Labor Pains: Because Being in a Union can be Painful

Stay Classy, Big Labor

fistsIt’s been a rough week for union bosses and their political patrons: On Monday, Wisconsin enacted a right-to-work law that forbids the conditioning of employment on the payment of union dues or fees, meaning that half of the states now forbid the so-called “agency shop.” Union bosses, activists, and union-funded politicians are taking the news about as well as would be expected, plumbing the depths of obscene references and insults, as the nonprofit MacIver Institute has chronicled here (mild content warning for obscene language).

Now, the lack of decency goes all the way to the top. Vice President Joe Biden, speaking at the national convention of the International Association of Fire Fighters, criticized people who oppose the National Labor Relations Board’s recent “quickie election” labor favor in some very bold words:

Biden denounced those blocking the National Labor Relations Board’s attempts “to enforce the basic rules of the road,” saying, “They’re not looking for striped shirts, guys. They’re looking for blackshirts, not referees.”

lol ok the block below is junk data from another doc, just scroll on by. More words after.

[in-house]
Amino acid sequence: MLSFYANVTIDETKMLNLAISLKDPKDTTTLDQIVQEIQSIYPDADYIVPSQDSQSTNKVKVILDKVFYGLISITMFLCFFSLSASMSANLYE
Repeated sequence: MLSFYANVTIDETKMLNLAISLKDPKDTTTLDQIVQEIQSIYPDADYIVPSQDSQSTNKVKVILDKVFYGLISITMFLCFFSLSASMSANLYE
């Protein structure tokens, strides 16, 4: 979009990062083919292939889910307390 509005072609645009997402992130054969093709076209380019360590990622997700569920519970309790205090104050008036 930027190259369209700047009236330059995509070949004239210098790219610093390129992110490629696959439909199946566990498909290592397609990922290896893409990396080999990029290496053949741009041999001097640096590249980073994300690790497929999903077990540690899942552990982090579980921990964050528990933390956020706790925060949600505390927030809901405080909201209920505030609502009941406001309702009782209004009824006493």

The blackshirts were paramilitary forces loyal to the Italian fascist leader Benito Mussolini.

This comparison of sincere critics of Administration policies concocted to serve the President’s big-money union backers to war criminals can be expected from union bosses used to hyperbolic attacks on popular employee rights reforms. But a closer analysis reveals that the real assault on employee rights is coming not from those trying to hem in the NLRB’s overreach but from the Board itself. Consider the recent NLRB labor favors:

  • Forcing employees to hand over personal private telephone, email, and other contact information to union organizers and union bosses;
  • Accelerating election processes so that employees only hear the union side before voting; and
  • Opening the door for card-check unionization of chain restaurant workers through a questionable theory of “joint employment” with national brands that would overturn 35 years of legal precedent.

These all empower union bosses at the expense of employees, making it easier for organizers to turn employees into dues payers. But on matters of discourse, Biden—and his supporters in Big Labor—should take some advice from a prominent person who spoke to Drake University students last month. That person said, “I want to be clear […] our opponents are not bad guys.” In short, he argued that people can disagree without being disagreeable.

That person was Vice President Joseph Robinette Biden, Jr.

Categories: AFL-CIOCenter for Union FactsEmployee Rights ActNLRBRight-to-Work